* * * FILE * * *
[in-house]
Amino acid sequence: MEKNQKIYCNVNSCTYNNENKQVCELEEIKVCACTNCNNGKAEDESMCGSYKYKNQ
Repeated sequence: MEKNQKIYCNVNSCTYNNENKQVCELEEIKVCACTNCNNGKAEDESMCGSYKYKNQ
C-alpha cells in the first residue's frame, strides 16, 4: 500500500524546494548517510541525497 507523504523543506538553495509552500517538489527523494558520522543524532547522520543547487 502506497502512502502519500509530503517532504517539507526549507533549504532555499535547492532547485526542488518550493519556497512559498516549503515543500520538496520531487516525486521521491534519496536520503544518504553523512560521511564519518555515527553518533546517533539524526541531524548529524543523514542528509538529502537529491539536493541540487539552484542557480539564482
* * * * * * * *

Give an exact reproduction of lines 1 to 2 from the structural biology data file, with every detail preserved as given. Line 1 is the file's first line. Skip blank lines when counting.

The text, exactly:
[in-house]
Amino acid sequence: MEKNQKIYCNVNSCTYNNENKQVCELEEIKVCACTNCNNGKAEDESMCGSYKYKNQ